|Little Miss Claudia Milkmouth|
It’s a long story as to how I received goats as a gift for Thanksgiving, but I’ll try to condense the story.
Long, long ago in a land far away (Wisconsin) my husband, fresh out of college, started selling insurance. His territory was northern Wisconsin. He went door to door to farmers, and one farm he called on was the Burish Dairy Farm. As time passed, my husband quit selling insurance, but he remained close friends with the dairy farmers. More time passed, he took a job offer and moved to Ohio and him and I met.
We decided to get married in Wisconsin on a Christmas trip to see the Burish’s, even getting married in a beautiful little picturesque snow covered church in Cadott, down the road from the Burish dairy farm.
Then one spring while visiting the farm on a return trip, Al and Carrie asked us to be the God Parents to their daughter Shelby. Of course we accepted!
Fast forward to November 2012, with one year under our belt as owners of a small beginning farm. We recieved a call from Shelby asking if she could come visit us for Thanksgiving. Shelby was raised on the Burish Dairy Farm, worked the farm, milked the cows, mucked the barn, everything. While growing up, she also raised a few goats. Now married with three children of her own, she and her husband are dairy goat farmers, with nearly 200 head!
When Shelby and her family arrived at our farm, they had with them 3 of the most precious little baby goats (kids) I have ever seen. (Shelby's children are also beautiful and a joy, but that's another story) The little male goat, a buckling is an Alpine and the two females, doelings, are Saanen.
The Alpine goat originates from the Swiss and French Alps and is known for their easygoing nature.
I think goats are amazing! I fell in love with them 2 years ago on a trip to a working farm called Peaks of Otter / Elmo's Rest in Bedford, Virginia. That farm had baby goats running everywhere. Frolic, that's a word for what those goats did.
According to historians, the goat may have been one of the first animals ever to be domesticated, even before the dog. Excavations from the Middle East indicate that goats were being kept as far back as 10,000 to 13,000 years ago, according to the book “Goats” by Janine Verschure. And goats are extremely social, affectionate and respond well to human attention.
There are numerous reasons to keep a goat, here are just a few.
|My new little baby goats, I have a goat herd!|
Milk Products: Goat milk can be used for yogurt, cheese, butter or ice cream. Surplus milk may be fed to chickens or other livestock.
Goat milk can be used to make lotion, and soap, and really goat milk can be used in any way you would traditionally use cow’s milk.
MEAT: From each castrated buck you will get 25 to 40 pounds of tasty lean meat (Chevon). Each doe you breed will produce one to two kids annually, and when mature will produce more milk, more meat.
FERTILIZER: Each goat will drop approximately 1 pound of manure a day, which is wonderful garden fertilizer!
MOWING: Goats are also well-known for their ability to wipe out weeds, they're living breathing weed whackers.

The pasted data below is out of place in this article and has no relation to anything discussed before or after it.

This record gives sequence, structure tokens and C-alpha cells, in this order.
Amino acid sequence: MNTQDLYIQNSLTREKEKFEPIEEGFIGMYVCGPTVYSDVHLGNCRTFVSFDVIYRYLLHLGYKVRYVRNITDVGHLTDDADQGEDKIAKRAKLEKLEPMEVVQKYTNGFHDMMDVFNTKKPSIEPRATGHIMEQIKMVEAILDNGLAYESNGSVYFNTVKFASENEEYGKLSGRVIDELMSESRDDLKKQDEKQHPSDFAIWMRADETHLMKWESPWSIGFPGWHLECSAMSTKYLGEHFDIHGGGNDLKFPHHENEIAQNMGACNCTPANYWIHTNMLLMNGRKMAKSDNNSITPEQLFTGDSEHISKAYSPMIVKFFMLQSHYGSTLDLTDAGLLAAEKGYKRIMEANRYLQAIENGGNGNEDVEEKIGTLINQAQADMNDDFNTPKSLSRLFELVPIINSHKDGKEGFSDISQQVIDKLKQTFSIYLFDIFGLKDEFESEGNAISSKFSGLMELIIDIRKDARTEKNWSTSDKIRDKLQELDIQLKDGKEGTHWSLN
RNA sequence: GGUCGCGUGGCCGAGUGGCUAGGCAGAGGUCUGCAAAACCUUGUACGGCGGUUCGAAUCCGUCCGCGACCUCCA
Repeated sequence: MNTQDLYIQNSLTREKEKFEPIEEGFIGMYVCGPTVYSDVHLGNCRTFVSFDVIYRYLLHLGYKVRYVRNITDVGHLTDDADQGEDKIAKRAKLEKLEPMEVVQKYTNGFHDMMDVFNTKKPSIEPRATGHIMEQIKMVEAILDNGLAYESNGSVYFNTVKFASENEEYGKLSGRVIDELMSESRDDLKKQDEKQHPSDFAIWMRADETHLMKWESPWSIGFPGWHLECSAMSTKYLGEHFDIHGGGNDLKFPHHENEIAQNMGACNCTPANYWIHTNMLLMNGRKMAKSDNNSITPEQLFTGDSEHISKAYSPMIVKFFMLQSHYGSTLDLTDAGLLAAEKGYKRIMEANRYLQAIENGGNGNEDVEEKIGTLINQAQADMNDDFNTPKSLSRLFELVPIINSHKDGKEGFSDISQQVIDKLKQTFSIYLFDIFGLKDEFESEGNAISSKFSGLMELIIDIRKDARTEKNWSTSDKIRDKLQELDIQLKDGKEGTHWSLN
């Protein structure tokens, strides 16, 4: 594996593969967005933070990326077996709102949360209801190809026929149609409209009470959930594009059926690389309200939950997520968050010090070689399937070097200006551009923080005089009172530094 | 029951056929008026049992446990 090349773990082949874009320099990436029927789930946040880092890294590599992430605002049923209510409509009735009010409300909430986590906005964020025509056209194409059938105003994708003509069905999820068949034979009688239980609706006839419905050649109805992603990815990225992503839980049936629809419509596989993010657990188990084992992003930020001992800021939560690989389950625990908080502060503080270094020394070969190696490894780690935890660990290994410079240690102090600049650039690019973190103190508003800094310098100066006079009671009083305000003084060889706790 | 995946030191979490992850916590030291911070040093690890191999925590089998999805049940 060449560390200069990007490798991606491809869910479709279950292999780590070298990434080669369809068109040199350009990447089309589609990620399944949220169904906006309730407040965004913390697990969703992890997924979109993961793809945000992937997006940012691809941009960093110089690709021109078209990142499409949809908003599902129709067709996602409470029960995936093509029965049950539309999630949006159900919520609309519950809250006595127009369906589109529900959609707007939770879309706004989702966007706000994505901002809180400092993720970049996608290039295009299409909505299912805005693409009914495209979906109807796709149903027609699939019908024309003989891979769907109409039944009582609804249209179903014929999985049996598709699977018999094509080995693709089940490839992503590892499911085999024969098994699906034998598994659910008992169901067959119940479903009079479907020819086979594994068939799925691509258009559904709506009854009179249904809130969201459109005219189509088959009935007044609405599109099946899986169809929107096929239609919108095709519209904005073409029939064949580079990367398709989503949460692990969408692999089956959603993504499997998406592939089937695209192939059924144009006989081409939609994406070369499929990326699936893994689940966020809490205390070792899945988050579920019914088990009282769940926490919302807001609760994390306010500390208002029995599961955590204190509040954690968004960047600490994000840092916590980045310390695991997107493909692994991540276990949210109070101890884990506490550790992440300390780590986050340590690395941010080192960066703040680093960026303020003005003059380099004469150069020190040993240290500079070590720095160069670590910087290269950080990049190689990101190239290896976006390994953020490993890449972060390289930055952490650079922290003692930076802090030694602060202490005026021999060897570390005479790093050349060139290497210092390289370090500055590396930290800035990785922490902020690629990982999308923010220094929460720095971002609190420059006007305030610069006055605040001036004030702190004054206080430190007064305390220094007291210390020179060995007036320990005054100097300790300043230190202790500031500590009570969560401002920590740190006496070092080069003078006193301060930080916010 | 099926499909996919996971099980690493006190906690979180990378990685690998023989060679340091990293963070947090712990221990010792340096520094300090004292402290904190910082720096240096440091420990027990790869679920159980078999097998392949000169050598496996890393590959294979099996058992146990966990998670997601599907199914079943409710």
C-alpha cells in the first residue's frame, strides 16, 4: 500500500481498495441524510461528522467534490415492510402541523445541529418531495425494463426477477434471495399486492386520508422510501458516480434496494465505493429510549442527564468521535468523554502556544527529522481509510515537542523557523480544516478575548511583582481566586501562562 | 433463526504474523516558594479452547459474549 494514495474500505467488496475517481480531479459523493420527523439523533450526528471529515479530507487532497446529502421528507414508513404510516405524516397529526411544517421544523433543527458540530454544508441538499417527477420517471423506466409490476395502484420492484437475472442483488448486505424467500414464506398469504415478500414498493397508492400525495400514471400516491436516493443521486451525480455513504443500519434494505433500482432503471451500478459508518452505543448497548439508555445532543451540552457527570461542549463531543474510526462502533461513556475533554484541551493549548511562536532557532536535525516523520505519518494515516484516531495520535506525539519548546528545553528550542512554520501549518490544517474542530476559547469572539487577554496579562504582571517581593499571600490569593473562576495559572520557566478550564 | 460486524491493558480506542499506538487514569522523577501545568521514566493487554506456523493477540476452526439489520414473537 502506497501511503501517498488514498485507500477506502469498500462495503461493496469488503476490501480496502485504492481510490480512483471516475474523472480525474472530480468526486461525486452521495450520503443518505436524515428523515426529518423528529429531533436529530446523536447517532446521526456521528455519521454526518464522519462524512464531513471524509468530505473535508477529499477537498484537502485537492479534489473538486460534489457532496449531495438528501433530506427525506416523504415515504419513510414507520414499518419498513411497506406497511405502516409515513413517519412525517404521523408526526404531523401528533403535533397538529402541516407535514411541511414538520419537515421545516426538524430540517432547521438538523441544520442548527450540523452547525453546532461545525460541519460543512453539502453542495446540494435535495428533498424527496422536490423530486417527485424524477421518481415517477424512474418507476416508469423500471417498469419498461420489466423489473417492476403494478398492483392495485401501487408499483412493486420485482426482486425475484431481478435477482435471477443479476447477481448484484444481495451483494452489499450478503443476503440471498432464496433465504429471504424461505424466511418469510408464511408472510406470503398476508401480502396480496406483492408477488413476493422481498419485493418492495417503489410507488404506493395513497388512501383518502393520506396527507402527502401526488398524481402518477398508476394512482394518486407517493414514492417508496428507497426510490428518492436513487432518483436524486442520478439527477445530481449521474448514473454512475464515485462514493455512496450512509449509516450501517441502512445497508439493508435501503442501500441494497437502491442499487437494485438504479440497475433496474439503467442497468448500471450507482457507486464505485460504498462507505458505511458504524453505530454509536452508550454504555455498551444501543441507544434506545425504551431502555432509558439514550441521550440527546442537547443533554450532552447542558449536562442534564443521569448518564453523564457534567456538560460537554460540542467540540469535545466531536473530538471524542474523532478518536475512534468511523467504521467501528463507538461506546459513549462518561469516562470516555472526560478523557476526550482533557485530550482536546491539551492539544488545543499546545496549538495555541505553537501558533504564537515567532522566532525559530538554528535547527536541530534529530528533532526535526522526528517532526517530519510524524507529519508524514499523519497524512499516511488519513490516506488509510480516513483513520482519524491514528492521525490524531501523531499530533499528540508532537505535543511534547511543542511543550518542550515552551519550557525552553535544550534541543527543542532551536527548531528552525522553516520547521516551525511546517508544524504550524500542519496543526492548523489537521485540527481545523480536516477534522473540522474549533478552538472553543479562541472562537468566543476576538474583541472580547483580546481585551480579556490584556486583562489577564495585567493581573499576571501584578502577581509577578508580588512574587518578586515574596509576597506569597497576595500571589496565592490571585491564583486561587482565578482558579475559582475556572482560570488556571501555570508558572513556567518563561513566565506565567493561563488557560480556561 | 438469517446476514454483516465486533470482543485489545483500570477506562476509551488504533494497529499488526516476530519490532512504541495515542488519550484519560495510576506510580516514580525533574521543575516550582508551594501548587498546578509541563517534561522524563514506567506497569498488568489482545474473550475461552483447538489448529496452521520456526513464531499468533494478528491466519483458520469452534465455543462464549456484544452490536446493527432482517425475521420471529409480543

Goats can be kept as pets, used in a dairy business or sold for meat. I am keeping mine for a combination of reasons, the top of the list being for companionship (pets), milk production, and in the future if I’m able, (sniff, sniff) for meat. Goats can help you along your path to healthier organic food and a more self-sufficient lifestyle.
|Cell pic of goats and Doxie at night|
A lot has happened since my last writing! My daughter Alexis brought home another rescue dog, putting our total number of Dachshunds to 3.
Our Lucas, (in the photo) the second rescued Doxie, is very good with the goats, gentle, and loves sharing the milk supplement I feed the baby goats.
Dillon the newest and a puppy, has to be watched very closely. He is not even trusted with the chickens.
Josie the oldest in age and time living with us, is too busy looking for something to dig up or kill to care about the goats.
I've only had the baby goats for a few days now, but it is such a wonderful feeling to sit on the bucket in the barn stall and watch them jump up and down on bales of straw, or nuggle against me for attention. Hearing the rustle of the straw under their feet, and the little baby goat bleating sounds, and feeling their warm fuzzy bodies against my leg, already pulls at my heart. I am a goat farmer now, all be it on a small scale. The goats took no mercy on me and wormed their way quickly into my heart instantly.
I hope your year is ending on a fantastic note, like mine is,
Building A Hay Feeder
Building A Milking Stand
|My littlest milk faced baby goat, taken with my cell, her 1st night at my farm. Named her "Miss Claudia Milk Mouth"|
More Info On Goats:
Recipe For Goat Milk Lotion
How to Make Goat Milk Soap
American Dairy Goat Associations website
Kid - a goat less than 6 months of age
Doeling - immature female goat
Buckling - immature male goat
Doe - mature female goat
Buck - mature male goat
Wether - castrated male goat
Chevon - goat meat
Parts of a Goat (Doe)